WIKIMEDIA, TIM BEKAERTGreek researchers have something to cheer about for the first time in a while. Last week (July 15), the country’s debt-beleaguered government announced a boost to establishing a science funding agency, the Hellenic Foundation for Research and Innovation (HFRI): a US $200 million loan from the European Investment Bank (EIB).
The massive loan represents a departure for the EIB, which typically only foots up to 50 percent of the bill for development projects. In this case, however, the 28 member states of the European Union voted unanimously to float the cash to the Greek government, which would contribute more than US $66 million of its own to the agency over the next two-and-a-half years.
“Given the key issues around fundamental research in Greece, 75 percent was seen as justified,” EIB spokesperson Richard Willis told Nature. “It is about competitiveness, forward-thinking and the future.”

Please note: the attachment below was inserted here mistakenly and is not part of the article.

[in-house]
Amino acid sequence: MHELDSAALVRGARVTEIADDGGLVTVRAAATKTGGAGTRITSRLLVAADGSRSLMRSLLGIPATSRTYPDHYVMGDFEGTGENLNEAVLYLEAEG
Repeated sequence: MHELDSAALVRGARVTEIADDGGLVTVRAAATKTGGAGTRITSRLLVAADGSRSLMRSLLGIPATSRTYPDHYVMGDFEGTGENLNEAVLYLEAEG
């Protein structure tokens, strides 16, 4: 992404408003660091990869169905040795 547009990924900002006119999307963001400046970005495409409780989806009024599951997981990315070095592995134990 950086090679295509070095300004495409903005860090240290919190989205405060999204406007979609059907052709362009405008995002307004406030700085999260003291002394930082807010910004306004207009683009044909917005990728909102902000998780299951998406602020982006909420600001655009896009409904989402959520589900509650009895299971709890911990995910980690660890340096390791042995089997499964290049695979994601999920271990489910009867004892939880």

The HFRI will function in much the same way as US science funding agencies, with researchers submitting grant proposals and the agency awarding fellowships for young scientists.
Greek scientists have had to scramble for research funding from the European Research Council, a very competitive prospect, with many researchers fleeing the country for funding opportunities abroad. If the Greek parliament votes to establish the agency, the HFRI would change that. “For the first time we’ll have some regularity in research funding in Greece,” Nektarios Tavernarakis, director of the Foundation for Research and Technology Institute of Molecular Biology and Biotechnology in Heraklion, Crete, told Nature. “It will definitely help make Greece a more attractive place to do research.”
The parliament is not expected to pass the bill that would establish the HFRI before September.